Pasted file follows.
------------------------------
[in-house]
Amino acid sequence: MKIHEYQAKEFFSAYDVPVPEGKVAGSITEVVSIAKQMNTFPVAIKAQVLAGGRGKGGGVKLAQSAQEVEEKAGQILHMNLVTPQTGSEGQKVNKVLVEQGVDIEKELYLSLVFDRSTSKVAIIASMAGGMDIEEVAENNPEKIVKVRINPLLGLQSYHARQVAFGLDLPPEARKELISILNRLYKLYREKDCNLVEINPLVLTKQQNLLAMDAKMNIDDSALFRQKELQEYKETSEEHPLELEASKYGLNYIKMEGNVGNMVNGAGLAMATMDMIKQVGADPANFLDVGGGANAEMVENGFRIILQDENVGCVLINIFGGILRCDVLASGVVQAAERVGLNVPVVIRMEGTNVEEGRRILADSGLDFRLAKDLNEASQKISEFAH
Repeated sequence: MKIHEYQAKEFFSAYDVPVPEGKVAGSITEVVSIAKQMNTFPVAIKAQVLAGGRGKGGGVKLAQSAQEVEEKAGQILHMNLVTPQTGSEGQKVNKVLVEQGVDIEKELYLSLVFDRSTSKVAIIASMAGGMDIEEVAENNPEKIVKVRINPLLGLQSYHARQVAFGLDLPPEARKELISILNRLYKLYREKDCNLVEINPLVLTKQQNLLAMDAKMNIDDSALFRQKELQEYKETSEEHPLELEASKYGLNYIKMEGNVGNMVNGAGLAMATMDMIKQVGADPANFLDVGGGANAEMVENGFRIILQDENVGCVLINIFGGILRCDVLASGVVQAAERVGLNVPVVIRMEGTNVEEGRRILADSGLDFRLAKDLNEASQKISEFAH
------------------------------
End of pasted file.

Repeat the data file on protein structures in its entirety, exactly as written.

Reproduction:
[in-house]
Amino acid sequence: MKIHEYQAKEFFSAYDVPVPEGKVAGSITEVVSIAKQMNTFPVAIKAQVLAGGRGKGGGVKLAQSAQEVEEKAGQILHMNLVTPQTGSEGQKVNKVLVEQGVDIEKELYLSLVFDRSTSKVAIIASMAGGMDIEEVAENNPEKIVKVRINPLLGLQSYHARQVAFGLDLPPEARKELISILNRLYKLYREKDCNLVEINPLVLTKQQNLLAMDAKMNIDDSALFRQKELQEYKETSEEHPLELEASKYGLNYIKMEGNVGNMVNGAGLAMATMDMIKQVGADPANFLDVGGGANAEMVENGFRIILQDENVGCVLINIFGGILRCDVLASGVVQAAERVGLNVPVVIRMEGTNVEEGRRILADSGLDFRLAKDLNEASQKISEFAH
Repeated sequence: MKIHEYQAKEFFSAYDVPVPEGKVAGSITEVVSIAKQMNTFPVAIKAQVLAGGRGKGGGVKLAQSAQEVEEKAGQILHMNLVTPQTGSEGQKVNKVLVEQGVDIEKELYLSLVFDRSTSKVAIIASMAGGMDIEEVAENNPEKIVKVRINPLLGLQSYHARQVAFGLDLPPEARKELISILNRLYKLYREKDCNLVEINPLVLTKQQNLLAMDAKMNIDDSALFRQKELQEYKETSEEHPLELEASKYGLNYIKMEGNVGNMVNGAGLAMATMDMIKQVGADPANFLDVGGGANAEMVENGFRIILQDENVGCVLINIFGGILRCDVLASGVVQAAERVGLNVPVVIRMEGTNVEEGRRILADSGLDFRLAKDLNEASQKISEFAH